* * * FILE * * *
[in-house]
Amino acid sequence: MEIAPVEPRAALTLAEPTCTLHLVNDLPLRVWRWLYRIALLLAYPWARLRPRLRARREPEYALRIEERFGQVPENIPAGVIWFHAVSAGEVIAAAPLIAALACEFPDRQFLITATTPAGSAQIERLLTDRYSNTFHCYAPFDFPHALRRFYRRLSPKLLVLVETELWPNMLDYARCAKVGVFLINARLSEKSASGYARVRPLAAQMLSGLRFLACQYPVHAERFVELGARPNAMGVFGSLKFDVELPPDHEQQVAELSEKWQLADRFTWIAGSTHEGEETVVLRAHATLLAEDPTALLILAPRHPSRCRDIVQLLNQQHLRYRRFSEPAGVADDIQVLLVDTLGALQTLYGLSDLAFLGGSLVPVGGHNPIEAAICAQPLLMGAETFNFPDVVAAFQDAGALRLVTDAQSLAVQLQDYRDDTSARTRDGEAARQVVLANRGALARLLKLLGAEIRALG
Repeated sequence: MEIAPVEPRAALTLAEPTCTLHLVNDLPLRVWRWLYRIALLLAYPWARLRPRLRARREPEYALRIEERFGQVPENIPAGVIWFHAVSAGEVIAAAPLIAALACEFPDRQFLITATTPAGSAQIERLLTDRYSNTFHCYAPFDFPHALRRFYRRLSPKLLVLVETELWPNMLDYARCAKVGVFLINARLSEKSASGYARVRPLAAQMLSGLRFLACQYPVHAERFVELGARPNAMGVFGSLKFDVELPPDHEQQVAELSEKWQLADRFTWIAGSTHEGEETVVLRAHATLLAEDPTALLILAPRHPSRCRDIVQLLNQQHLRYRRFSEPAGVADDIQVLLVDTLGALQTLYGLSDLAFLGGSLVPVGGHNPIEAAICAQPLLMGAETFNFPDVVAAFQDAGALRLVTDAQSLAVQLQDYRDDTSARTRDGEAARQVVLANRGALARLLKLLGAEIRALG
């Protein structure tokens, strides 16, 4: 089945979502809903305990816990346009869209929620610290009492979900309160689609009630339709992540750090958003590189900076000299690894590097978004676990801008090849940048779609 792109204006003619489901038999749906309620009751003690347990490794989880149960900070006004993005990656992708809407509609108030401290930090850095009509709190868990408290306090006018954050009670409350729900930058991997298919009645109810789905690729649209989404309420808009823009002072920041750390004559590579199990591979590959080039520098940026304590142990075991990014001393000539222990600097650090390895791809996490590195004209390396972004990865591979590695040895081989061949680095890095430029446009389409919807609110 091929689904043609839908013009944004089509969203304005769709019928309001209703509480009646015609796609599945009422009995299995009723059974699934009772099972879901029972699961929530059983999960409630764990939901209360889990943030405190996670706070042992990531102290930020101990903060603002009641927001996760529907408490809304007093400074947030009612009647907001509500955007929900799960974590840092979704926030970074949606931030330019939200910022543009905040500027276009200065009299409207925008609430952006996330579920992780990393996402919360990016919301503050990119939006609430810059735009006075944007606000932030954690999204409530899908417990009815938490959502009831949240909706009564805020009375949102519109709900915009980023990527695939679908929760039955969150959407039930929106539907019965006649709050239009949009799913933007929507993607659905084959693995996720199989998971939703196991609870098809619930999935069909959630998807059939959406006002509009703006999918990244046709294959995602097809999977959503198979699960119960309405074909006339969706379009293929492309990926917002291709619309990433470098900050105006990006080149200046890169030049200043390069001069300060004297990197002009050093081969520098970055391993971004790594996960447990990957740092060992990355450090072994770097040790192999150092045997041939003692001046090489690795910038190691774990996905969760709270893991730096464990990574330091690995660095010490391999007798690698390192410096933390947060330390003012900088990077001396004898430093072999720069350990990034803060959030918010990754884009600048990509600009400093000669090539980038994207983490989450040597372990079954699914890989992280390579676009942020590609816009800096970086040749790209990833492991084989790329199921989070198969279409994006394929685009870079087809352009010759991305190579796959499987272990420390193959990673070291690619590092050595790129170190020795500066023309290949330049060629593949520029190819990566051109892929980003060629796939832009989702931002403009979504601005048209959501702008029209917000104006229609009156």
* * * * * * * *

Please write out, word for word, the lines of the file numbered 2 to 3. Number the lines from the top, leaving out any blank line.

Amino acid sequence: MEIAPVEPRAALTLAEPTCTLHLVNDLPLRVWRWLYRIALLLAYPWARLRPRLRARREPEYALRIEERFGQVPENIPAGVIWFHAVSAGEVIAAAPLIAALACEFPDRQFLITATTPAGSAQIERLLTDRYSNTFHCYAPFDFPHALRRFYRRLSPKLLVLVETELWPNMLDYARCAKVGVFLINARLSEKSASGYARVRPLAAQMLSGLRFLACQYPVHAERFVELGARPNAMGVFGSLKFDVELPPDHEQQVAELSEKWQLADRFTWIAGSTHEGEETVVLRAHATLLAEDPTALLILAPRHPSRCRDIVQLLNQQHLRYRRFSEPAGVADDIQVLLVDTLGALQTLYGLSDLAFLGGSLVPVGGHNPIEAAICAQPLLMGAETFNFPDVVAAFQDAGALRLVTDAQSLAVQLQDYRDDTSARTRDGEAARQVVLANRGALARLLKLLGAEIRALG
Repeated sequence: MEIAPVEPRAALTLAEPTCTLHLVNDLPLRVWRWLYRIALLLAYPWARLRPRLRARREPEYALRIEERFGQVPENIPAGVIWFHAVSAGEVIAAAPLIAALACEFPDRQFLITATTPAGSAQIERLLTDRYSNTFHCYAPFDFPHALRRFYRRLSPKLLVLVETELWPNMLDYARCAKVGVFLINARLSEKSASGYARVRPLAAQMLSGLRFLACQYPVHAERFVELGARPNAMGVFGSLKFDVELPPDHEQQVAELSEKWQLADRFTWIAGSTHEGEETVVLRAHATLLAEDPTALLILAPRHPSRCRDIVQLLNQQHLRYRRFSEPAGVADDIQVLLVDTLGALQTLYGLSDLAFLGGSLVPVGGHNPIEAAICAQPLLMGAETFNFPDVVAAFQDAGALRLVTDAQSLAVQLQDYRDDTSARTRDGEAARQVVLANRGALARLLKLLGAEIRALG